Healing and "All Is One"
If you can accept, or even entertain, the possibility that everything is connected because everything is one, you are immediately presented with alternatives that may significantly affect your life and health. In the early 1970s, neurosurgeon Norman Shealy, MD, began documenting cases in which psychic healing methods succeeded in both diagnosis and treatment where traditional medical practice had failed. While the terms psychic healing or occult healing - as Shealy first called it - were objectionable to many then, the activities associated with these methods have become strongly legitimized in the past twenty years. Shealy's work was dynamically augmented in the 1980s and 1990s with the collaboration of Carolyn Myss, a medical intuitive, who began to share her expertise with him - with a 95 percent rate of accuracy. A medical intuitive is a person who sees" or "knows," by some inner sense, what the psychophysical condition of another is. In the moment of "sensing," the intuitive recognizes that he or she is not separate from the one being examined. The intuitive can then speak from what she sees and feels within herself and can translate that sensing into precise diagnostic terminology that relates to the condition of the other. Together, Shealy and Myss presented their work in the groundbreaking book The Creation of Health, which articulated their energy model of health and disease. They found a particular pattern of energy loss associated with every illness they examined, and they described how various stresses led to these diseases. Myss has gone on to publish many other books, including The Anatomy of Illness, all of which have been New York Times bestsellers.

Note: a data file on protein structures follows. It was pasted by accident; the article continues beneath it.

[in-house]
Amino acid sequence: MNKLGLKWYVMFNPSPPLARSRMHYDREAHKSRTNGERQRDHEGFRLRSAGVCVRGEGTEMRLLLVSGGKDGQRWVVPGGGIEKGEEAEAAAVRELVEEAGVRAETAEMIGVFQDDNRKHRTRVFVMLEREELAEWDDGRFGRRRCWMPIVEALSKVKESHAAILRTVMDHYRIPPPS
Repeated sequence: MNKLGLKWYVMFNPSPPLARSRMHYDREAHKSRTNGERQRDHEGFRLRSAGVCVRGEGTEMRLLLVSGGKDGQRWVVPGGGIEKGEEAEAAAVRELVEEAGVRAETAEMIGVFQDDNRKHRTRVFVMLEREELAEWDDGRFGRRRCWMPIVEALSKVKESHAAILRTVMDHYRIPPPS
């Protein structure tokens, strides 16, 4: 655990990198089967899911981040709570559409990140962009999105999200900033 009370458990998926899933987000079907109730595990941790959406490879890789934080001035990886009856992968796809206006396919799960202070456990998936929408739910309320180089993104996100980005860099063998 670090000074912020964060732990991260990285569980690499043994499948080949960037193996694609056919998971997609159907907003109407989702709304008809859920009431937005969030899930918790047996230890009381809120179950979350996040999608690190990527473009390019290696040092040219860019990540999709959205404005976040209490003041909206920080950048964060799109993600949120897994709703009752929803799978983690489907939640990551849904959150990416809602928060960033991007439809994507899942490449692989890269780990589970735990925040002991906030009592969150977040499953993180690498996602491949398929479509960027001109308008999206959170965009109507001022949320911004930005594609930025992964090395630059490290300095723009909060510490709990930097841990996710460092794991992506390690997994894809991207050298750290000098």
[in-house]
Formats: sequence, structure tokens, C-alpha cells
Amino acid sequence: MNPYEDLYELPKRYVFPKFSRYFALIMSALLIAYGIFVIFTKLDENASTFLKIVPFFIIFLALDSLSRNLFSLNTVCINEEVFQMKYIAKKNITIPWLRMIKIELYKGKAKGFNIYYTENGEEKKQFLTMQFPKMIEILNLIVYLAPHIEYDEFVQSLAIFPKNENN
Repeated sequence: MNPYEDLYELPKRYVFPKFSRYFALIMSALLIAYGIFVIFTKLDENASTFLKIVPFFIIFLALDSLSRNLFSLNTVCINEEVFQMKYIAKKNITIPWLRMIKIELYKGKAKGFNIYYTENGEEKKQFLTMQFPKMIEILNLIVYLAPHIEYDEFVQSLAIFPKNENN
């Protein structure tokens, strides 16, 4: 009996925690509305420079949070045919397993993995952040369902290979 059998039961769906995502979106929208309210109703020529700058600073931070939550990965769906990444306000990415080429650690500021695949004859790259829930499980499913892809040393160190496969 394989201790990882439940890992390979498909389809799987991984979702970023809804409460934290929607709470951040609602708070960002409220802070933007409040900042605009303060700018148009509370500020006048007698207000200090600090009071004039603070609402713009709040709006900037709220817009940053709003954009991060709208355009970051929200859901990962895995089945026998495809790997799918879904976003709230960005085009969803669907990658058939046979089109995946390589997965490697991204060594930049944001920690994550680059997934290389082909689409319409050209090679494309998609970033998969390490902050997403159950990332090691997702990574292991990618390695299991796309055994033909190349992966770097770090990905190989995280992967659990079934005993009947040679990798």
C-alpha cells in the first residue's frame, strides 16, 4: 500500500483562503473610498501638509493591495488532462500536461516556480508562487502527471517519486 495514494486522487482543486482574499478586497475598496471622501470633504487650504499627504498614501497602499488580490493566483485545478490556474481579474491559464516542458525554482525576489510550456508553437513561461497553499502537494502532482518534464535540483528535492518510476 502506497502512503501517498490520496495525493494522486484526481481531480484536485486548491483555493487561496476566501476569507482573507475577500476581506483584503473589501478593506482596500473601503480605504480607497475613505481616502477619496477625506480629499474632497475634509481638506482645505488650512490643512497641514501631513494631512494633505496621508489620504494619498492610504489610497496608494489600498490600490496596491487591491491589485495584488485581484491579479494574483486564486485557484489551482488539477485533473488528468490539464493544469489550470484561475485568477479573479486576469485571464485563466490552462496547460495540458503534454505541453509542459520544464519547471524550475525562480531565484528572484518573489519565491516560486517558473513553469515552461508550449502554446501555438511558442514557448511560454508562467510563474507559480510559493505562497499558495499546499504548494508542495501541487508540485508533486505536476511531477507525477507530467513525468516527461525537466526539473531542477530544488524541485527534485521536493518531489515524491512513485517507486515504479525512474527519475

There is no question that there is an unseen world. The problem is, how far is it from midtown and how late is it open? —Woody Allen
The age-old understanding that all forms of life are different expressions of the same energy is the basis of the whole field of energy "medicine" that distinguishes the work of many alternative practitioners today. In the past thirty years, physicians Brugh Joy, MD, Richard Moss, MD, and others, have trained thousands of health professionals to sense body energy fields, and to use a variety of methods (some of which are like a "laying on of hands"), to alter these energy fields, and thus effect healing. Nursing teacher Dolores Krieger, PhD, inaugurated a program called Therapeutic Touch, whereby caregivers learn to massage the energy field of the patient, to relieve pain and discomfort as well as the emotional disconnection that causes so much suffering to those who are ill. These and other touch and massage methods have become standard procedure in hospice programs and are currently taught in nursing schools throughout the country.